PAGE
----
Our infrastructural deficit is humongous. To start to address this, the government must make the nation secure to attract foreign direct investment.
Efforts should also be made to revive moribund industries by providing them bail out funds where necessary. Aggressive MSME policies must also be pursued through very soft loans.
Any plan must also include what is to be done with the millions of out-of-school children and how to correct the substandard education received by millions of Nigerians.
Of course, you cannot take a step without carrying the people along. In essence, a lot of work will go in the area of massive awareness creation. Government will need to convince people -with appropriate data – on the need for population control.
People need to know that uncontrolled population growth will ultimately put pressure on critical infrastructures like hospitals and schools. The problem of waste management is also there as being experienced in major cities across the country.
During a recent road trip, we passed a convoy of youth wielding various tools – cutlasses, hoes, spears, bows and arrows and what have you.
I counted over twenty truck loads. I was visibly shocked about the huge number wondering where they are headed. Throughout the journey I kept reflecting what would happen if these youth are unleashed on a community. This is the other side of our uncontrolled population growth.
The population issue is a ticking time bomb, especially for a country that hardly plans. Beyond investing in infrastructure, how do we intend to provide employment which is the other side of the coin? Mark Zuckerberg and Bill Gates, who built billion-dollar technology companies in two very different areas, see more seismic problems ahead.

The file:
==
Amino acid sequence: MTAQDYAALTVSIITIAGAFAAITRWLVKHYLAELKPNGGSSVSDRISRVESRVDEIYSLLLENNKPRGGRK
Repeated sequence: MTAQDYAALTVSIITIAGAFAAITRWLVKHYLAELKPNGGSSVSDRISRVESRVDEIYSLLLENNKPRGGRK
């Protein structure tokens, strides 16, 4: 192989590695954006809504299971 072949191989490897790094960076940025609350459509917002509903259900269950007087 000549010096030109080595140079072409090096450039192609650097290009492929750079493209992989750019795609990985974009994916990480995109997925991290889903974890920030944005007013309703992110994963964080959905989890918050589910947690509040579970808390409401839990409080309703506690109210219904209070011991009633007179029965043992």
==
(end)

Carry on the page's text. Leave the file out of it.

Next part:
At his Harvard University commencement speech, Zuckerberg said: “Our generation will have to deal with tens of millions of jobs replaced by automation like self-driving cars and trucks. When our parents graduated, purpose reliably came from your job, your church, your community.
But today, technology and automation are eliminating many jobs. Membership in communities is declining. Many people feel disconnected and depressed, and are trying to fill a void.”
For us, that “void” has manifested in the increasing cases of kidnapping for ransom, banditry, armed robbery, cultist activities, ritual killing, excessive gambling and a plethora of societal problems.
Gates, on the other hand, said:
“I just want to say one word to you. That word would likely be robots.” What was his point? Robots are already taking jobs meant for humans.
We should all be concerned because population explosion may be considered positive hindrance in the way of economic development of a country because of the pressures it put on infrastructure and other facilities.
In a ‘capital poor’ and technologically backward country like Nigeria, growth of population reduces output by lowering the per capita availability of capital.
Due to higher birth rate and low expectation, the percentage of dependents is understandably very high. A large part of the population is in the non-productive group which simply consumes and does not produce much.
The rapid growth of population thus diminishes the availability of capital per head which reduces the productivity of the labour force. Income is reduced because it caters for the consumers thereby curtailing the capacity to save which, in turn, adversely affects capital formation.
A rapidly growing population also increases the requirements of demographic investment which at the same time reduces the capacity of the people to save.
Beyond corruption, our investment requirements are going beyond our investing capacity. I visited a teaching hospital recently and I was silently weeping. I couldn’t believe what I saw; this use to be a centre of excellence in the past but now looks like a “mere consulting clinic,” (apologies to Lt. Gen. Joshua Dogonyaro (retd).
Visit a normal maternity clinic in any of our general hospitals and you’d be amazed by the number of expectant mothers you’ll see – doctors and facilities are often stretched beyond breaking point. The time to act is now.
[Credit: The Nation]